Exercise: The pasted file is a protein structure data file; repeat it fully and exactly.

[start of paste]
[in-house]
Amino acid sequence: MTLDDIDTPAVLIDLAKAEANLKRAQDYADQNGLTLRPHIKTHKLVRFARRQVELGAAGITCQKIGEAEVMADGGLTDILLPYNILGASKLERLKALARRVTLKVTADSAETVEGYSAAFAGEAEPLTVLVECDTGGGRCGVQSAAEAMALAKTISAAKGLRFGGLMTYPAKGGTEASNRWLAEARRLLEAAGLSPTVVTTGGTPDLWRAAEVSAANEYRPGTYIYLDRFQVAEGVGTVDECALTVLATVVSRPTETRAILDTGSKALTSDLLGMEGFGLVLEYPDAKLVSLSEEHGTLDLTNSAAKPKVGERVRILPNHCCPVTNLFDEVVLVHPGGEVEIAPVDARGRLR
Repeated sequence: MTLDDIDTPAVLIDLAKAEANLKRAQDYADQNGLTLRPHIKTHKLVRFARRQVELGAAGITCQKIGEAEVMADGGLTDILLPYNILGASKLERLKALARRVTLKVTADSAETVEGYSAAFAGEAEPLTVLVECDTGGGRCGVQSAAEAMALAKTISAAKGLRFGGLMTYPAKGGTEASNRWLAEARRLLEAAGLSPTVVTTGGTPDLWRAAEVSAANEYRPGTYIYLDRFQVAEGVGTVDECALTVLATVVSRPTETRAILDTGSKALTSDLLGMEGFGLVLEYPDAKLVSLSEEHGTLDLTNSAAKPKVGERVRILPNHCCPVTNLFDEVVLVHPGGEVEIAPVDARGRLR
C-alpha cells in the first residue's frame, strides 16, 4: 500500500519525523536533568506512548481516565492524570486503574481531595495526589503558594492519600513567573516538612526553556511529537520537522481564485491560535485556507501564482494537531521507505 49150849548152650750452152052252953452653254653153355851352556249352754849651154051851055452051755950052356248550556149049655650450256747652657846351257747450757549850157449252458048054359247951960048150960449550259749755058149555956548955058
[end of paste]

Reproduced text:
[in-house]
Amino acid sequence: MTLDDIDTPAVLIDLAKAEANLKRAQDYADQNGLTLRPHIKTHKLVRFARRQVELGAAGITCQKIGEAEVMADGGLTDILLPYNILGASKLERLKALARRVTLKVTADSAETVEGYSAAFAGEAEPLTVLVECDTGGGRCGVQSAAEAMALAKTISAAKGLRFGGLMTYPAKGGTEASNRWLAEARRLLEAAGLSPTVVTTGGTPDLWRAAEVSAANEYRPGTYIYLDRFQVAEGVGTVDECALTVLATVVSRPTETRAILDTGSKALTSDLLGMEGFGLVLEYPDAKLVSLSEEHGTLDLTNSAAKPKVGERVRILPNHCCPVTNLFDEVVLVHPGGEVEIAPVDARGRLR
Repeated sequence: MTLDDIDTPAVLIDLAKAEANLKRAQDYADQNGLTLRPHIKTHKLVRFARRQVELGAAGITCQKIGEAEVMADGGLTDILLPYNILGASKLERLKALARRVTLKVTADSAETVEGYSAAFAGEAEPLTVLVECDTGGGRCGVQSAAEAMALAKTISAAKGLRFGGLMTYPAKGGTEASNRWLAEARRLLEAAGLSPTVVTTGGTPDLWRAAEVSAANEYRPGTYIYLDRFQVAEGVGTVDECALTVLATVVSRPTETRAILDTGSKALTSDLLGMEGFGLVLEYPDAKLVSLSEEHGTLDLTNSAAKPKVGERVRILPNHCCPVTNLFDEVVLVHPGGEVEIAPVDARGRLR
C-alpha cells in the first residue's frame, strides 16, 4: 500500500519525523536533568506512548481516565492524570486503574481531595495526589503558594492519600513567573516538612526553556511529537520537522481564485491560535485556507501564482494537531521507505 49150849548152650750452152052252953452653254653153355851352556249352754849651154051851055452051755950052356248550556149049655650450256747652657846351257747450757549850157449252458048054359247951960048150960449550259749755058149555956548955058